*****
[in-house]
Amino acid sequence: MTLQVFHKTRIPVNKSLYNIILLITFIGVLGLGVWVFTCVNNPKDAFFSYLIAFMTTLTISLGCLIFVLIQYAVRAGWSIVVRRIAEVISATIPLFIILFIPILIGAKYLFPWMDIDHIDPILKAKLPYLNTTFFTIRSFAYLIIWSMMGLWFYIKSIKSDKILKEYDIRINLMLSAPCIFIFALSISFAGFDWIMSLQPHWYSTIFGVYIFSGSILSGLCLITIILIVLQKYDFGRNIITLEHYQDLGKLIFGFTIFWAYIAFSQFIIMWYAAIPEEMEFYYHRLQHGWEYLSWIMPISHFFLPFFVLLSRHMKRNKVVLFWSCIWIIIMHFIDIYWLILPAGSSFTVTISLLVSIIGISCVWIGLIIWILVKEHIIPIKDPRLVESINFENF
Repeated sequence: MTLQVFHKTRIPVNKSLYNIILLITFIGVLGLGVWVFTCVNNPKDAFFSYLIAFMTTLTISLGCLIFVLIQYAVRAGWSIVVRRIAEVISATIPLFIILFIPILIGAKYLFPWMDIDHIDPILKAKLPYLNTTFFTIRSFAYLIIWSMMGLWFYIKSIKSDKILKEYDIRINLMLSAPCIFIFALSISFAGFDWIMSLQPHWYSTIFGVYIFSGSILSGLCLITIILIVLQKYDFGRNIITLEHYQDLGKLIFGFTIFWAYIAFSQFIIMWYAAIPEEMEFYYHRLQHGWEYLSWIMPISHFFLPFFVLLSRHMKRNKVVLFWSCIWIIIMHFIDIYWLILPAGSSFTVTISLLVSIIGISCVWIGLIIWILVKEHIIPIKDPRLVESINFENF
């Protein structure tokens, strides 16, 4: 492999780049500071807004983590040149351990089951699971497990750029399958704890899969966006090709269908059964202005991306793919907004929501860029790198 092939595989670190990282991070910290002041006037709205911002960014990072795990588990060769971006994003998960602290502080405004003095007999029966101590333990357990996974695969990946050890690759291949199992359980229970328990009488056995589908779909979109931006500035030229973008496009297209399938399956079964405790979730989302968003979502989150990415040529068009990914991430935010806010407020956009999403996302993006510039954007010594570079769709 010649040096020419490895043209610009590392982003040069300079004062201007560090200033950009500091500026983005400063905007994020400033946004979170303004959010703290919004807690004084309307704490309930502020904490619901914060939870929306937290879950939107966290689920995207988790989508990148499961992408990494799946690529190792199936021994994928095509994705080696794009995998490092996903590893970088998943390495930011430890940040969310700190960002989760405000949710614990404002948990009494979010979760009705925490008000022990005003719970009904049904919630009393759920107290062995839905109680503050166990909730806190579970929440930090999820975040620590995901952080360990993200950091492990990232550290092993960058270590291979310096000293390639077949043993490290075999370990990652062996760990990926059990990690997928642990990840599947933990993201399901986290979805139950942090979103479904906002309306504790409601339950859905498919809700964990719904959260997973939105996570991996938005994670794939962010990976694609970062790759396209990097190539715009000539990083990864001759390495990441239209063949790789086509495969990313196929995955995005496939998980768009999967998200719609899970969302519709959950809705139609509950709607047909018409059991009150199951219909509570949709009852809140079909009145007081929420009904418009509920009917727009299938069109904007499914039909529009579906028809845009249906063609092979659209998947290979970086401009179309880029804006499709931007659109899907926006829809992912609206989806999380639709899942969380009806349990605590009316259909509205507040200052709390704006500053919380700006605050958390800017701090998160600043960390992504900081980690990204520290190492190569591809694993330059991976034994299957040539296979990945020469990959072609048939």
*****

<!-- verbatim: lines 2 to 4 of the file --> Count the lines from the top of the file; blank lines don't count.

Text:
Amino acid sequence: MTLQVFHKTRIPVNKSLYNIILLITFIGVLGLGVWVFTCVNNPKDAFFSYLIAFMTTLTISLGCLIFVLIQYAVRAGWSIVVRRIAEVISATIPLFIILFIPILIGAKYLFPWMDIDHIDPILKAKLPYLNTTFFTIRSFAYLIIWSMMGLWFYIKSIKSDKILKEYDIRINLMLSAPCIFIFALSISFAGFDWIMSLQPHWYSTIFGVYIFSGSILSGLCLITIILIVLQKYDFGRNIITLEHYQDLGKLIFGFTIFWAYIAFSQFIIMWYAAIPEEMEFYYHRLQHGWEYLSWIMPISHFFLPFFVLLSRHMKRNKVVLFWSCIWIIIMHFIDIYWLILPAGSSFTVTISLLVSIIGISCVWIGLIIWILVKEHIIPIKDPRLVESINFENF
Repeated sequence: MTLQVFHKTRIPVNKSLYNIILLITFIGVLGLGVWVFTCVNNPKDAFFSYLIAFMTTLTISLGCLIFVLIQYAVRAGWSIVVRRIAEVISATIPLFIILFIPILIGAKYLFPWMDIDHIDPILKAKLPYLNTTFFTIRSFAYLIIWSMMGLWFYIKSIKSDKILKEYDIRINLMLSAPCIFIFALSISFAGFDWIMSLQPHWYSTIFGVYIFSGSILSGLCLITIILIVLQKYDFGRNIITLEHYQDLGKLIFGFTIFWAYIAFSQFIIMWYAAIPEEMEFYYHRLQHGWEYLSWIMPISHFFLPFFVLLSRHMKRNKVVLFWSCIWIIIMHFIDIYWLILPAGSSFTVTISLLVSIIGISCVWIGLIIWILVKEHIIPIKDPRLVESINFENF
């Protein structure tokens, strides 16, 4: 492999780049500071807004983590040149351990089951699971497990750029399958704890899969966006090709269908059964202005991306793919907004929501860029790198 092939595989670190990282991070910290002041006037709205911002960014990072795990588990060769971006994003998960602290502080405004003095007999029966101590333990357990996974695969990946050890690759291949199992359980229970328990009488056995589908779909979109931006500035030229973008496009297209399938399956079964405790979730989302968003979502989150990415040529068009990914991430935010806010407020956009999403996302993006510039954007010594570079769709 010649040096020419490895043209610009590392982003040069300079004062201007560090200033950009500091500026983005400063905007994020400033946004979170303004959010703290919004807690004084309307704490309930502020904490619901914060939870929306937290879950939107966290689920995207988790989508990148499961992408990494799946690529190792199936021994994928095509994705080696794009995998490092996903590893970088998943390495930011430890940040969310700190960002989760405000949710614990404002948990009494979010979760009705925490008000022990005003719970009904049904919630009393759920107290062995839905109680503050166990909730806190579970929440930090999820975040620590995901952080360990993200950091492990990232550290092993960058270590291979310096000293390639077949043993490290075999370990990652062996760990990926059990990690997928642990990840599947933990993201399901986290979805139950942090979103479904906002309306504790409601339950859905498919809700964990719904959260997973939105996570991996938005994670794939962010990976694609970062790759396209990097190539715009000539990083990864001759390495990441239209063949790789086509495969990313196929995955995005496939998980768009999967998200719609899970969302519709959950809705139609509950709607047909018409059991009150199951219909509570949709009852809140079909009145007081929420009904418009509920009917727009299938069109904007499914039909529009579906028809845009249906063609092979659209998947290979970086401009179309880029804006499709931007659109899907926006829809992912609206989806999380639709899942969380009806349990605590009316259909509205507040200052709390704006500053919380700006605050958390800017701090998160600043960390992504900081980690990204520290190492190569591809694993330059991976034994299957040539296979990945020469990959072609048939």